Day 4 Baobab and Blyde Dam

IDAY 4

Hoedspruit Wildlife Park and Blyde Dam and Canyon.

4a) Baobab Lodge After a bit of a lie in to make up for yesterday’s early start it was time to sample our first breakfast at the Baobab Lodge and to have a look around the Hoedspruit Wildlife Park  where Baobab was situated.

The rooms were fairly small but had a veranda looking directly over the bush veld. There were no fences around the accommodation and you could walk straight out into the bush if you wanted to. Also the Wildlife (giraffes, antelope, warthogs, zebra etc etc) could wander up to your door had they a mind too. The owner-and Italian who lived there with his wife and 2 daughters provided a superb spread of continental breakfast but also offered an English type breakfast too which was readily accepted. A superb place to stay!

Hoedspruit Wildlife Estate consists of 400 hectares of low veld bush veld all fenced off inside which half of it has been demarcated off into half hectare free-hold properties. Almost a third of these plots have been developed into residential homes and bush lodges-like Baobab. The park is secured by a high boundary fence and guarded entrances to prevent the wildlife from straying out and unwanted guests straying in!

4B) Blyde River Canyon is located in Mpumalanga and forms the northern part of the Drakensberg Escarpment. It is one of the largest canyons on earth and may be the largest ‘green canyon’ because of the lush subtropical vegetation. It is known as one of the great wonders of nature on the continent of Africa. The Blyderivierpoort Dam is gravity arch dam in the lower Blyde Canyon. It is 71m high and was completed in 1974. It was built to provide a stable water supply for irrigation of crops further down the valley (orchards etc) and to provide a water supply for mining and industry. Behind the dam is the Swadina tourist resort (hardly a soul there when I visited because it was SA ‘winter time) which afforded spectacular landscape views of the Drakensberg Mountains.

South Africa Tour Day 3

Day 3

Wildlife Safari Through the Kruger National Park.

Having arrived at Baobab Lodge inside the private wildlife park in the dark last night we were still not to see it in daylight for another 24 hours because this morning it was an early 5.30 am rise to be picked up by the safari ‘land rover’ which took us on a journey of well over an hour to enter the Kruger. We had been advised to take jumpers and they were very much needed because the open topped vehicle proved really draughty on the journey. We were also provided with blankets to help keep us warm. Nights were cool and days warm in the South African winter season. The Kruger is about the same size as Wales. It has several entrances but because of the parks huge size these entrances are miles apart-hence the long journey to get to our nearest entrance. We arrived just as the sun was rising in the park and the driver checked in at the office and we began our adventure. Roads through the park were just like they were anywhere and we didn’t go off road on many occasions. There were notices at the gate instructing us not to leave our vehicle at any time. Wild animals were roaming the park living a wild existence in their natural habitat.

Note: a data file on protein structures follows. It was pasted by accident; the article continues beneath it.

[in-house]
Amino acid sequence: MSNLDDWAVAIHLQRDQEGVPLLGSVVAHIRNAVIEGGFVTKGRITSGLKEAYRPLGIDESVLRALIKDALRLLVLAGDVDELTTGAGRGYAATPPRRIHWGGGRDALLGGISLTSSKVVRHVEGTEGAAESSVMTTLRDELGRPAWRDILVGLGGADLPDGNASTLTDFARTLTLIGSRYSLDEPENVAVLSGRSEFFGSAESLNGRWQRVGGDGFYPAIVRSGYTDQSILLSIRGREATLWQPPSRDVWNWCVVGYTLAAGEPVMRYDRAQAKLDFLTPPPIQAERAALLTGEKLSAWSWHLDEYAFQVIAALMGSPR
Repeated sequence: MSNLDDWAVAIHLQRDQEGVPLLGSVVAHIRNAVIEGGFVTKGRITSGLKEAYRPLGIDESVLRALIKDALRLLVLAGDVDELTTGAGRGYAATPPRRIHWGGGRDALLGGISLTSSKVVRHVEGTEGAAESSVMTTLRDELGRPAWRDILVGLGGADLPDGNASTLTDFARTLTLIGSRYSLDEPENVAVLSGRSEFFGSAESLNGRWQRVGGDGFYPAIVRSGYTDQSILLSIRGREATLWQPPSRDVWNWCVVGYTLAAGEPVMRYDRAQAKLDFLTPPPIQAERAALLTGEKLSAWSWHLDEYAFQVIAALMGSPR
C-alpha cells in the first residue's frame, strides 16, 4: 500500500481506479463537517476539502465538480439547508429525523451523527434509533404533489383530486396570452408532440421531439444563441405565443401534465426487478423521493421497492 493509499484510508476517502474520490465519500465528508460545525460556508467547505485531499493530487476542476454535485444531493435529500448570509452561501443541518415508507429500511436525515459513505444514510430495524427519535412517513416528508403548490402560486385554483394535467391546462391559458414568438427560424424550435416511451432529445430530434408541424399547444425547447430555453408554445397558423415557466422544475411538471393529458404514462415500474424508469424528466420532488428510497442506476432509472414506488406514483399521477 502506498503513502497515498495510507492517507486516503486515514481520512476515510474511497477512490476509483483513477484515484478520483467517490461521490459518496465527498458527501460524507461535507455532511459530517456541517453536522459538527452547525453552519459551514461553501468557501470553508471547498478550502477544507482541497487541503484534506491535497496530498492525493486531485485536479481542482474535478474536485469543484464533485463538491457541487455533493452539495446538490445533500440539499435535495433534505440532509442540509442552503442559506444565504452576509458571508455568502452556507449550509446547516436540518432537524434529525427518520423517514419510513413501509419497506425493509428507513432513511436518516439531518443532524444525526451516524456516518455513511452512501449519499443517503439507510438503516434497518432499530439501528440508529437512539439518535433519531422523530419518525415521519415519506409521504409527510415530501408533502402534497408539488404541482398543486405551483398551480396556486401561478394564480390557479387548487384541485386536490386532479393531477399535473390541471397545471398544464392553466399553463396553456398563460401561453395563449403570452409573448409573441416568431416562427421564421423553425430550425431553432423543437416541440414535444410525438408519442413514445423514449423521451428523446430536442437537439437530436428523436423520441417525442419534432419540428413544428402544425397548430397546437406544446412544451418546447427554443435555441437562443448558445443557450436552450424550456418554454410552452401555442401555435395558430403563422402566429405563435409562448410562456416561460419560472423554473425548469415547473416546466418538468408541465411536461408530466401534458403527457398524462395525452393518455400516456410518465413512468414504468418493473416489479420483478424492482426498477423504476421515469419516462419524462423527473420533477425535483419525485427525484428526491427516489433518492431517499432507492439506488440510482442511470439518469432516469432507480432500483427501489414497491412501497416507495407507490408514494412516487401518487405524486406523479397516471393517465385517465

We travelled miles and miles in the park. The driver and the passengers kept an eye out for animals in the bush veld. Quite often they blended in with their surroundings and were difficult to spot. As soon as there was a sighting we would stop and enjoy the beauty and magnificence of the animals we saw. Natural selection and survival of the fittest seen at first hand. An absolutely brilliant experience in every way and although the day cost about £170 per person, it was worth every single penny.

We returned to Baobab Lodge by 6.30pm just as the sun was setting after a fabulous and exhilarating day..

South African Tour Day 2

Day 2

Journey from Johannesburg to Baobab Lodge in Hoedspruit

After a hearty ‘English’ type breakfast we set the satnav for Hoedspruit on the edge of the Kruger National Park, a journey that would take five and a half to six hours nonstop driving.  However,  we stopped twice on the way so the journey took more like eight hours and we arrived at our destination in the dark.

It was a little disconcerting travelling along the toll roads as every so often as we passed a toll a bleep would occur in the car as the toll was automatically added to my credit card account. I needn’t have worried though because at the end of the visit the credit card bills were not as high as expected.

 

Day 2 A. First stop Emalaheni